Statement: Street photography for me, from the beginning, was fascinating for some reason; it combines awareness, patience, intelligent but most of all – a heart. I’m looking for connections, reactions, feelings while hoping they will evoke the same at the viewers.
One part of my work is more creative; I am using light, shadows, angles, and POV to show my own point of view. The other part is documentary and focuses on subjects that are important to me. In both cases, I try to give a fresh way of looking at the situation, concentrating on humans.
Whether in my hometown or while traveling, through the lens, I meet people and from connection with them, I reconnect with myself. The first thing that happens when I look through my camera is eye contact; between me and the camera, the camera and the street. That eye contact continues to evolve into a connection between the people I shoot and myself. Eventually, hopefully, the feelings I’m trying to capture will move from my eye to the viewers’ hearts.
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What is your first childhood memory?
The first time I saw the snow; I thought the snow “killed” the grass; I remember my mother digging in the snow to show me the grass is still there.
Are you still learning who you are?
Still and forever until.
Who are you when no one is looking at you?
I’d like to think that the same when someone is looking at me.
What got you involved in photography in the first place?
My father was dying; I was looking for something that will fill my soul while walking with him through his last years and on the other hand, will able me to detach from my sadness. I got a camera and started learning. Soon I realized I found my love and more than that; I reconnected with the world, humanity and myself in spite the pain.
Ansel Adams once said: You bring to the act of photography all the pictures you have seen, the books you have read, the music you have heard, the people you have loved. Could you tell us about your favorite photographs, books, music, and people who are closest to you?
My favorite photographers are Diane Arbus, Sebastiao Salgado, Dorothea Lange, Jon Kral and Vivian Maier. Their pictures touch my heart.
My favorite books are “Man’s Search For Meaning” by Victor Frenkel and “The little prince”.
My favorite music? Hard to say. I listen to a wide range of styles. Music is an important part of my life. Having to choose the one who affects me most of all, I would say Leonard Cohen.
The family and a few friends of mine are the closest to me.
There’s a thin line between invading people’s privacy and taking their photographs. Why do ethics matter?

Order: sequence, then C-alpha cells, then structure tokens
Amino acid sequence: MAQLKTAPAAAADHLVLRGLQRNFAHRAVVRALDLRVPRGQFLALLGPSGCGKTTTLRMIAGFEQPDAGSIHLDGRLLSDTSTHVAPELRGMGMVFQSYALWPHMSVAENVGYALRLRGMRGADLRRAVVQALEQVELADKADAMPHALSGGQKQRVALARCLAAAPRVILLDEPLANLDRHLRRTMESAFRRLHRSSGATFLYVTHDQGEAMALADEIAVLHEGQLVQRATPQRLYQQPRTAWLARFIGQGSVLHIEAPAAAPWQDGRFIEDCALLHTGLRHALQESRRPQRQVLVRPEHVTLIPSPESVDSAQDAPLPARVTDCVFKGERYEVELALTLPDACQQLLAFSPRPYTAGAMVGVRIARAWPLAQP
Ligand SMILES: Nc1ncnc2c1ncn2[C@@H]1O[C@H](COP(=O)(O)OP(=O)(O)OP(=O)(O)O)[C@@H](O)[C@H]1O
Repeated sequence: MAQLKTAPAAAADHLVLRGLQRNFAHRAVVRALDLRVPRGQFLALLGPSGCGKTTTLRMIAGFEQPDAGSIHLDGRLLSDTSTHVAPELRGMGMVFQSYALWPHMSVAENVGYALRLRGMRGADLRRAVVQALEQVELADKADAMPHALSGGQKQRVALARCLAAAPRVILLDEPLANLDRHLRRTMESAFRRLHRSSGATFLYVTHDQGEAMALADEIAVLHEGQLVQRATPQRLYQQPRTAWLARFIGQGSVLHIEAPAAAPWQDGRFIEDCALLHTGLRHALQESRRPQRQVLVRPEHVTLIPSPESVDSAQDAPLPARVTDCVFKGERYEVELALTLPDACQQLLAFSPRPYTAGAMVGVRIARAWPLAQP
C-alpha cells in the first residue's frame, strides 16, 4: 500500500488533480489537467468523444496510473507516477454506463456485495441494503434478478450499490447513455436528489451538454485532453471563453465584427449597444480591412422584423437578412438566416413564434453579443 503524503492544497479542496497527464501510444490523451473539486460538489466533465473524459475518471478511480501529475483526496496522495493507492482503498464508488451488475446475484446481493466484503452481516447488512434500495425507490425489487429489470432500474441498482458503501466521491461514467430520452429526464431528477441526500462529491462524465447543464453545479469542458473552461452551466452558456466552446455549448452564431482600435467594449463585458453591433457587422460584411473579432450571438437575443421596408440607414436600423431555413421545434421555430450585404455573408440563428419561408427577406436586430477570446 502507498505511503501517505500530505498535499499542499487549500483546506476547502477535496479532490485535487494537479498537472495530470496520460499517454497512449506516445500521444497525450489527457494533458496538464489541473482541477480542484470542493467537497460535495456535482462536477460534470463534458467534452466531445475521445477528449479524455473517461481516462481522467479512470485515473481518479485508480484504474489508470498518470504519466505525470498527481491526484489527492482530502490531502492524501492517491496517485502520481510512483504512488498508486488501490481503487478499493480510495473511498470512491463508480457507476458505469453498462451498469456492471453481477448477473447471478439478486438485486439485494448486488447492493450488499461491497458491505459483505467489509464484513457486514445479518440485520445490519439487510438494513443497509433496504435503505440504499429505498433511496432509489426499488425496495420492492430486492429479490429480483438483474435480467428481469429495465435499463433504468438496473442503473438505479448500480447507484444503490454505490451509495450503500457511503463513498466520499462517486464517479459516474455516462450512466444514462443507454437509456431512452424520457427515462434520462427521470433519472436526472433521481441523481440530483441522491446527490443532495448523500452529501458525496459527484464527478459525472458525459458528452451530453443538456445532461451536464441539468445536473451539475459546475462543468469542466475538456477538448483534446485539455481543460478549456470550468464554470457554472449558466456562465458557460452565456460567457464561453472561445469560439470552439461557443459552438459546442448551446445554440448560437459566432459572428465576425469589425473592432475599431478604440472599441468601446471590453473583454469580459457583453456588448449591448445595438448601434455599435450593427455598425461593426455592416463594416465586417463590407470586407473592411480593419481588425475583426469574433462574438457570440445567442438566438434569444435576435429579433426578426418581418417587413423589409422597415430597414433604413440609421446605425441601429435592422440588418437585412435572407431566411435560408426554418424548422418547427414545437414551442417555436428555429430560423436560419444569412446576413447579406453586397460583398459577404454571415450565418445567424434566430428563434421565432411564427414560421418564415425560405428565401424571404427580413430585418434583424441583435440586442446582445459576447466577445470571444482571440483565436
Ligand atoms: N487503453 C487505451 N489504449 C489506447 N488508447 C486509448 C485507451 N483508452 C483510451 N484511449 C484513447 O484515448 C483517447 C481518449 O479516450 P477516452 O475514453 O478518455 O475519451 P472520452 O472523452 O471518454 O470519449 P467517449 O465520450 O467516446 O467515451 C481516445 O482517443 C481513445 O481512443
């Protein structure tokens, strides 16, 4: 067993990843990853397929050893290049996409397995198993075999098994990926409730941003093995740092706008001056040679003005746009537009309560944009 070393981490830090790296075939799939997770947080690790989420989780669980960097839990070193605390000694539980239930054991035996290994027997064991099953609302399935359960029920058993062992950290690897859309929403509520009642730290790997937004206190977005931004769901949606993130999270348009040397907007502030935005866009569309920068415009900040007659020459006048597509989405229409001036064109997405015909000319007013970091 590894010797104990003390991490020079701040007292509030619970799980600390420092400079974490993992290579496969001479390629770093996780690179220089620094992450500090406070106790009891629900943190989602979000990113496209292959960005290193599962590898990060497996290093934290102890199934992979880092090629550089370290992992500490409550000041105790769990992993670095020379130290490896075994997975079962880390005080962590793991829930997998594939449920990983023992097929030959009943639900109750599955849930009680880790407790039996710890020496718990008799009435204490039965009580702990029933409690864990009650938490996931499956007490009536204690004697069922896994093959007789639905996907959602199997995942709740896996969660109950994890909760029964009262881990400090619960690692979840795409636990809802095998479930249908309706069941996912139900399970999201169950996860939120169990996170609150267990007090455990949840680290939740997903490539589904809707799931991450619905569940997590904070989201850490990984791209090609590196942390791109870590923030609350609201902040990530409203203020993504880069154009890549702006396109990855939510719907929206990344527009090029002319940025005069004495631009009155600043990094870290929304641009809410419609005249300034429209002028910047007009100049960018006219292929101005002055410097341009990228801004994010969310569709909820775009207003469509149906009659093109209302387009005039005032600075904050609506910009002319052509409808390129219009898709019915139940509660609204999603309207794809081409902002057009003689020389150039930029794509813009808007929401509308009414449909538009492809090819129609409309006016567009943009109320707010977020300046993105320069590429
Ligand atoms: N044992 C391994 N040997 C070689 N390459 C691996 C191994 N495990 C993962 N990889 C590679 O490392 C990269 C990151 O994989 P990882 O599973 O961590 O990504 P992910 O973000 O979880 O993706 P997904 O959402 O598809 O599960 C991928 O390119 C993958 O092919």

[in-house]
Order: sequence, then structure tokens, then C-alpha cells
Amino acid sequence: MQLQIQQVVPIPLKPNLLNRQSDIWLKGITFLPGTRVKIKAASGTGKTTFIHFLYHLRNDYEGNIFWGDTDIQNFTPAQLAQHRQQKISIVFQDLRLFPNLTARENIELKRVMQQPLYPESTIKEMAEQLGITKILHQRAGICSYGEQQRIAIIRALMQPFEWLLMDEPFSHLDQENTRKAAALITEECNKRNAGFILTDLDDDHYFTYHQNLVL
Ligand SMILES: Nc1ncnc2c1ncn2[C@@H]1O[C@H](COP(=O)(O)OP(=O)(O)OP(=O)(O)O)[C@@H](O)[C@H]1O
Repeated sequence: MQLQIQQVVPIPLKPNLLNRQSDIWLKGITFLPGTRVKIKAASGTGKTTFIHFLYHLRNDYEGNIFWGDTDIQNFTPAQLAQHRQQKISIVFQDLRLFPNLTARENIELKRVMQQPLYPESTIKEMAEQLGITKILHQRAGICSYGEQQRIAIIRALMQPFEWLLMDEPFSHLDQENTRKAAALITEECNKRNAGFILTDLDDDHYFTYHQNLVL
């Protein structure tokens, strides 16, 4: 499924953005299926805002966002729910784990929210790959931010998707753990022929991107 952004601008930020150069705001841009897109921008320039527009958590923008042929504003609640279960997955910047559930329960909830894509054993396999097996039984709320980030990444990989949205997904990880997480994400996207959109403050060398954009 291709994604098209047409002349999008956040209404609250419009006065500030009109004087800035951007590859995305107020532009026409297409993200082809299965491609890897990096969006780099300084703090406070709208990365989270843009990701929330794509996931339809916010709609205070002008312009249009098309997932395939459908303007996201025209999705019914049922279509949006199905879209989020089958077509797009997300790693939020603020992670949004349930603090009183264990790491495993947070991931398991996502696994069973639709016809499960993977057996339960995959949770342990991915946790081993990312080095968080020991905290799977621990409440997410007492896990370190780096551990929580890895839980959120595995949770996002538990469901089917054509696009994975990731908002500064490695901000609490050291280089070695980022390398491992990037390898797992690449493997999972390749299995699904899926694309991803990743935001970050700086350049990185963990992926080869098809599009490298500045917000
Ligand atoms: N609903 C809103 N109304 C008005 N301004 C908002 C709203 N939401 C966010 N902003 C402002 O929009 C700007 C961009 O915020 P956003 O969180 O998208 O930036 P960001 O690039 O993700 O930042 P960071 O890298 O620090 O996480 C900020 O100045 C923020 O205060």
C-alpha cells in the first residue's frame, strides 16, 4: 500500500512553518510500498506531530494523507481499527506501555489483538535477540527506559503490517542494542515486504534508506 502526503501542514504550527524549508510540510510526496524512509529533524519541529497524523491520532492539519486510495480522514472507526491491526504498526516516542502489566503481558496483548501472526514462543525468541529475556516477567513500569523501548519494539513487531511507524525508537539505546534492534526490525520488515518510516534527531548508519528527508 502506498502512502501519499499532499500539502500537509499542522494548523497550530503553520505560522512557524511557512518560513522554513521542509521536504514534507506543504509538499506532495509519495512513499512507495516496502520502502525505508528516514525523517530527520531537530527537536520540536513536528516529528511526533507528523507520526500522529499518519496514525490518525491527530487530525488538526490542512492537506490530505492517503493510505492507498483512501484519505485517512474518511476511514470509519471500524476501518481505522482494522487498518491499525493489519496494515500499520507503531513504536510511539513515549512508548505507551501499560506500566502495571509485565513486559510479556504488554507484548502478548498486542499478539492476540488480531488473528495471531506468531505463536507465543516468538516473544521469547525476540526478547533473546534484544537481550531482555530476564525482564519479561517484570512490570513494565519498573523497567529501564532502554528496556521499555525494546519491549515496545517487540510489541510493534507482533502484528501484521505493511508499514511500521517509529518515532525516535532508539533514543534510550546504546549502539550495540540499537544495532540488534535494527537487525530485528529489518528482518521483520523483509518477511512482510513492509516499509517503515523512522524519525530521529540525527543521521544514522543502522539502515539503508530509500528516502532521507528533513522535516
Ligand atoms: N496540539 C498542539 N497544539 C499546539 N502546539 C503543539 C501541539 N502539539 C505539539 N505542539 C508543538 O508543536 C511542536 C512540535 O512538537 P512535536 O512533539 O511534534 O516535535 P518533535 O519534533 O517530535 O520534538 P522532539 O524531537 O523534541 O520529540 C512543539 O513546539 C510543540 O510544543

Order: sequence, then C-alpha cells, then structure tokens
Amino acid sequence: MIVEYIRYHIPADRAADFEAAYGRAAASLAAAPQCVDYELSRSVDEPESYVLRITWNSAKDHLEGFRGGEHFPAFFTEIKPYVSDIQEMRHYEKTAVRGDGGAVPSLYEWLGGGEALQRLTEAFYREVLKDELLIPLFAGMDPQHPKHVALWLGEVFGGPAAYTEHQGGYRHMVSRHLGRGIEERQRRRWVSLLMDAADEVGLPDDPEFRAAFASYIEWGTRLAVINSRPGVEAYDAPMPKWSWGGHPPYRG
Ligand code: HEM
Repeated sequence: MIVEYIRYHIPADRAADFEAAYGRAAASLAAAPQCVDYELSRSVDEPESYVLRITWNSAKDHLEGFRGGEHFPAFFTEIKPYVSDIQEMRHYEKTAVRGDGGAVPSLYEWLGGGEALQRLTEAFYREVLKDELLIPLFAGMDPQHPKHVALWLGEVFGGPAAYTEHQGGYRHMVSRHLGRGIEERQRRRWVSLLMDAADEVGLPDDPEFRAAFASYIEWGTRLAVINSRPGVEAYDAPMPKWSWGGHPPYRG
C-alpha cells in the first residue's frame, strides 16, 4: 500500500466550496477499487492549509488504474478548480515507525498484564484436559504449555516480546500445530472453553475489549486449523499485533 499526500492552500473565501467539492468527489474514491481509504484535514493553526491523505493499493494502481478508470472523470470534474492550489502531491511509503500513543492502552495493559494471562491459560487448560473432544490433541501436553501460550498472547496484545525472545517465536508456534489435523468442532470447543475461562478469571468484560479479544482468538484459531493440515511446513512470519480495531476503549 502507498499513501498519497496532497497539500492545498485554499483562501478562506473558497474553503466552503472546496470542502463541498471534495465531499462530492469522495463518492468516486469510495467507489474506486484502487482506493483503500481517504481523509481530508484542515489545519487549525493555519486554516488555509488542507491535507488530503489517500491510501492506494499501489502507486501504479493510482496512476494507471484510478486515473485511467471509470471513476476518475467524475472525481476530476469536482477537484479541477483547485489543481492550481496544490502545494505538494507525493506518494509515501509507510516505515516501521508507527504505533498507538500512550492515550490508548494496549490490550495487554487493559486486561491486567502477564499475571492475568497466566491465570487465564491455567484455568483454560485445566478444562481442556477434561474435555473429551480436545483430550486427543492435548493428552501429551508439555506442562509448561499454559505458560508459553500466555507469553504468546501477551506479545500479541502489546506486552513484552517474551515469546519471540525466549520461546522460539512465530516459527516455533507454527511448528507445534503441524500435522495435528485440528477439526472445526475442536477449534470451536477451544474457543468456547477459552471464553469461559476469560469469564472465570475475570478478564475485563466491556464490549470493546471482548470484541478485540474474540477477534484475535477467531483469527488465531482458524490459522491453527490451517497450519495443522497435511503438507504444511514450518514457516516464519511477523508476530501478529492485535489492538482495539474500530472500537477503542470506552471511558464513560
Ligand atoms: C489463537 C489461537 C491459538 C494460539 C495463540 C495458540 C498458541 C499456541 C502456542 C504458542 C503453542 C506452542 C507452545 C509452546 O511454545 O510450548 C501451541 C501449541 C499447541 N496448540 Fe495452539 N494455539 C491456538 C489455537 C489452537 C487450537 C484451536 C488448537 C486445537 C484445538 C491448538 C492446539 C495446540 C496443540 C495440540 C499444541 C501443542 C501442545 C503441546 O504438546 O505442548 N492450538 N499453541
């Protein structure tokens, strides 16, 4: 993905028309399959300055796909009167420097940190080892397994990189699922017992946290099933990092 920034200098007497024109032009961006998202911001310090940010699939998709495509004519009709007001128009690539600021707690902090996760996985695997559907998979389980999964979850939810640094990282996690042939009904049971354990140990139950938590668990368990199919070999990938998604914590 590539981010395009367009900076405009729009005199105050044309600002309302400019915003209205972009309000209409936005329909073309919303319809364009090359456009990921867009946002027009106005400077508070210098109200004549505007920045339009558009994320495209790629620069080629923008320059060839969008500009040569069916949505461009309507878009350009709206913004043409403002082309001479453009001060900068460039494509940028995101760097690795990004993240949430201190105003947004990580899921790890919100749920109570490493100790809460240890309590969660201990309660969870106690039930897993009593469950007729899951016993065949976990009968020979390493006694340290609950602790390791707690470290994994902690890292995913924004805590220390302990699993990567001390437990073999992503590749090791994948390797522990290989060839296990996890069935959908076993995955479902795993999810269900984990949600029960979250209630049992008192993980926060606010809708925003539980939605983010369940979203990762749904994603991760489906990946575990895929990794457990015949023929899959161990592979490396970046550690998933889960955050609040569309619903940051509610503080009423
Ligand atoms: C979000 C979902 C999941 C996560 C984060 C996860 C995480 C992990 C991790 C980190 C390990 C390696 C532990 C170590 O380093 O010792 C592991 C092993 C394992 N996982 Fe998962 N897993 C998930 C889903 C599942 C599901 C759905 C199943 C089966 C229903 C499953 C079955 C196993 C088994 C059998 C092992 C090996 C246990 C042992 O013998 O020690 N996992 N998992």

Ethics do matter in order not to humiliate, hurt or insult people.
Bruce Gilden claims that photography is a voyeuristic medium. Does it resonate with you?
Not completely; I would rather say – observation.
Have you ever acted rude in front of people you have tried to photograph?
Have you ever been following your subject that the person could eventually think you’re a stalker or a pervert?
I have been following my subjects many times and I was never considered a stalker or a pervert.
Gloria Steinem once said: The truth will set you free, but first it will piss you off. Are you getting nervous when someone goes deeper and scrutinizes your work?
Not at all. I learn a lot from comments and remarks about my work. Another eye can see different things and it’s very interesting; sometimes it can reveal things I haven’t noticed myself or get a new meaning I haven’t thought about; sometimes I learn what my mistakes are, which is much important to me.
What if you take images for a couple of years and don’t get a positive audience reaction? Would you be still taking them?
I don’t know.
Do you often get jealous of someone’s achievements?
To be honest – no.
If you could wake up tomorrow in the body of another artist, who would you choose and why?
I would love to be able to sing. Someone who is not dependent on anything but himself for his art, and can connect on this basis with others. And if I could choose, I’d like to be Leonard Cohen (but then I wouldn’t wake up tomorrow).
What artist made the most impact on you and why?
I have to say LC again; especially his words in “Anthem”: “there is a crack in everything, that’s how the light gets in “. This sentence is my life motto.
If you could have personally witnessed a perfect street scene at the right decisive moment, what would you want to have seen?
Some unique connection between signs; a one-tooth smiling man in front of the dentist shop, an old couple holding hands and walking under a big advertising poster showing a young couple. Things that get a new meaning by the connection.
If you could witness and photograph any historical moment of the past, present – or future – what would it be?
The fall of the Berlin Wall.
What’s on your photography bucket list this year?
A trip to Brazil, a workshop in NYC, a trip to the Philippines, and all the religious Jews ceremonies coming the next weeks; preparation for the Newyear eve, Kapparot, and the 4 species.
What do you like to do outside of photography?
Read, to be with friends, and taking care of animals.
Blind and live forever or be able to see and die in a couple of years?
See and die in a couple of years.
What do you want your tombstone to say?
Selected to Gallery.
About Arek Rataj
“You Can Shoot. Can You Talk?” is a series of interviews created by Arek Rataj. He is a Qatar-based journalist, contemporary photographer and educator.
Arek was born in a small industrial district in communist Poland under the Soviet Union dictatorship. In midst of this human misery, political hypocrisy, environmental dirt and ugliness, he became particularly sensitive for all signs of beauty and transcendence.
You can find Arek Rataj on the Web:
All the pictures in this post are copyrighted Orna Naor. Their reproduction, even in part, is forbidden without the explicit approval of the rightful owners.